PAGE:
“Goodbye, Friend! Hello, Friend!” by Cori Doerrfeld is all about how difficult change is for children, but how changes can lead to new, wonderful things. On the first page, a young girl clings to her mother as the school bus approaches. She says, “Bye, Mom.” The text says, “Every goodbye…” and on the next page the same girl meets a new girl who says, “Hi, I’m Charlie!” and the text says, “…leads to a hello.” And the changes continue with no more sitting alone but sitting together, and as the weather changes it’s “Goodbye to outside…is hello to inside.” And as change leads to change, the readers learn that while change might be difficult, there is always something new and different to look forward to. This is a story that would be a perfect choice in the classroom when new students arrive or when there are changes for the students to deal with. It’s about resilience and learning to accept new situations — and it’s a fabulous message for us all whether we are five or fifty. (Dial Books for Young Readers)
“If I Built a School” by Chris Van Dusen is the latest in his “If I Built” series, and it’s all about being creative and thinking big. Told in rollicking rhyme, Jack’s musings to his teacher, Miss Jane, encompass a school that would be the envy of every student and teacher. The rhyme makes it truly fun to read, and the humor and creativity shine from every line. “All of the classrooms are built onto towers that sprout from the schoolyard like colorful flowers. And like giant petals that welcome the day, the roofs open up in a similar way.” The learning would be better, the test taking better, the science experiments better! When it’s built, here’s one teacher who wants to apply! The illustrations are reminiscent of “The Jetsons,” and the colors are bright and the sky is always blue. I love Jack’s world! (Dial Books for Young Readers)
“My Teacher is a Robot” by Jeffrey Brown is exactly the kind of picture book kids love to look at. It’s filled with illustrations that have everything imaginable including the kitchen sink. Even the endpapers featuring Fred’s room have drawings on the wall, a rug filled with dinosaurs, books on the shelves, and a cat in the closet. The use of the book jacket is part of the story as it shows Fred saying, “School is BORING. Mr. Bailey wants us to be robots just like him!” The dad drops Fred off at school, where he complains about how boring everything is. Throughout the day, he explains that their teacher is a robot, while he also manages to distract the class with spiders and thoughts of dinosaurs. Kids will giggle and adults will smile at the illustrations with kids interacting with the dinosaurs in their classroom. An astute reader will note that one dinosaur is biting a child on his bandaged arm, and a small dinosaur is eating the teacher’s apple! During creative writing, the class goes berserk, and the two page illustration is so bright and filled with different robots, a unicorn, a dragon, a knight, a rainbow, and more robots that it’s hard to figure out what is going on. The teacher definitely looks like a robot here! In spite of all the excitement, after school when Fred’s dad asks him how school was, there’s only one answer. A clever nod to the robot teacher is what he is writing on the board at the end of the day. Ask the kids if they know why Mr. Bailey is doing that. (Crown Books for Young Readers)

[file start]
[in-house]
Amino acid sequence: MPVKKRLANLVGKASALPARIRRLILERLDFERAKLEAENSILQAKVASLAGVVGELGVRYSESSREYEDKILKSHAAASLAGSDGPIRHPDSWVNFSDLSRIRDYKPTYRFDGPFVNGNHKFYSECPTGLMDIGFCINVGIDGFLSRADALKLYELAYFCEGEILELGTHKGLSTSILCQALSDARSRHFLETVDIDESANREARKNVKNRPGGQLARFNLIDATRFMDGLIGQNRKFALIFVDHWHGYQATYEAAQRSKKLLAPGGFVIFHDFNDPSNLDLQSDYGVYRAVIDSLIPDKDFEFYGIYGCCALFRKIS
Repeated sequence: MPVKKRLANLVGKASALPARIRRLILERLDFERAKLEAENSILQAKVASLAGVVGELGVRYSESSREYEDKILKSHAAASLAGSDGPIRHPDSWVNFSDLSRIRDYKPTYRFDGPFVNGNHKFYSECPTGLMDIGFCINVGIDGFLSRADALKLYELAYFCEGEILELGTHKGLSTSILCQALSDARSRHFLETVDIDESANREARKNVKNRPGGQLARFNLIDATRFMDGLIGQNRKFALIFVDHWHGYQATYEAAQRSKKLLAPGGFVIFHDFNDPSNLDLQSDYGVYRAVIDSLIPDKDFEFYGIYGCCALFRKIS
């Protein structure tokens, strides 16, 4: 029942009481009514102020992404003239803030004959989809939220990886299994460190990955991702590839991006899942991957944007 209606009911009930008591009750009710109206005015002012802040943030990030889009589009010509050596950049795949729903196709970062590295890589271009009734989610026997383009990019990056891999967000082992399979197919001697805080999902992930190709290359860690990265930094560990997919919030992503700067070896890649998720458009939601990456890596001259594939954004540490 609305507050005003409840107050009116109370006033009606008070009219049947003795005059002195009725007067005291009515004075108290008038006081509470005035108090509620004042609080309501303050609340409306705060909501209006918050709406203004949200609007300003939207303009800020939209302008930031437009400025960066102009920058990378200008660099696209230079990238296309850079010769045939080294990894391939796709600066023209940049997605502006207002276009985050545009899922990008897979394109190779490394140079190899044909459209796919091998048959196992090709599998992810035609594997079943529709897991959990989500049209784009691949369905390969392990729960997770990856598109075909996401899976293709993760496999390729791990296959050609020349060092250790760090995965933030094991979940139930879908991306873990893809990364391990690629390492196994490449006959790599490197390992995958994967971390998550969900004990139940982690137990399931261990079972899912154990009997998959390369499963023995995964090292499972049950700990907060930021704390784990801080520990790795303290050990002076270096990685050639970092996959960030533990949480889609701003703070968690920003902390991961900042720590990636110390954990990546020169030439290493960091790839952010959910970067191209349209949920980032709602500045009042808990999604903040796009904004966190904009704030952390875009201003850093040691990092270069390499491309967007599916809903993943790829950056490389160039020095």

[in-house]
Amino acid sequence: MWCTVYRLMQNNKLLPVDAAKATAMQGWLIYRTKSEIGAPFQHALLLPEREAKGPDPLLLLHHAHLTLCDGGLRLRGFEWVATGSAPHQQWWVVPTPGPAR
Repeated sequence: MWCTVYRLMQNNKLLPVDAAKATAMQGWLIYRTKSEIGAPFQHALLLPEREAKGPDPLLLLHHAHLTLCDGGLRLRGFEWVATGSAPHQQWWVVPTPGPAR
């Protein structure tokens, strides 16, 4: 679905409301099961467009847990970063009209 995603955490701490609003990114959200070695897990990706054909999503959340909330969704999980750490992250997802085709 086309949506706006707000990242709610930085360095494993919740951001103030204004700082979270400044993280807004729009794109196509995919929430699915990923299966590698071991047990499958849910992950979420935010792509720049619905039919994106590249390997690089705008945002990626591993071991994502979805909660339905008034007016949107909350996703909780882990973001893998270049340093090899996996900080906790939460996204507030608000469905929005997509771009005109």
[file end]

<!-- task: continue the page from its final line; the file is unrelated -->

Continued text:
“Look! I Wrote a Book! (And You Can Too!)” by Sally Lloyd-Jones and Neal Layton is filled from start to finish with truth presented in an hilarious fashion. Truly hilarious. But it’s also truly true. This is a fabulous book to read to kids and to use as a primer so that they will write their own book. I absolutely plan to use this book for that very purpose and will update with ideas. Obviously, don’t let the kids write a book about writing a book because they will just copy this book. (Trust me, some kids will try to do that!) But if they follow the plan, they will end up with a good book. For example, the book begins by saying, “When you want to write a book, first you need a Good Idea. You can get one from: …” and the labeled illustrations show “Your brain” and “Your notebook” and “Staring out the window” and “People” and “All around you wherever you go…” There are more steps, and wonderful details explaining the steps and the “dos and don’ts” of writing. Also, there is the extremely cute cover with the girl holding the book in a book in a book. Not only would this book be an absolutely magnificent gift for a teacher or parent, it would also be a funny, fabulous gift to an author. A real, adult author, who would get a real, adult kick out of its cuteness. (Schwartz & Wade Books)
Hurry and order these so that your young reader will be ready, willing, and able to be there excited on the first day of school!
Please note: These reviews are based on the final, hardcover books provided by the publishers for review purposes.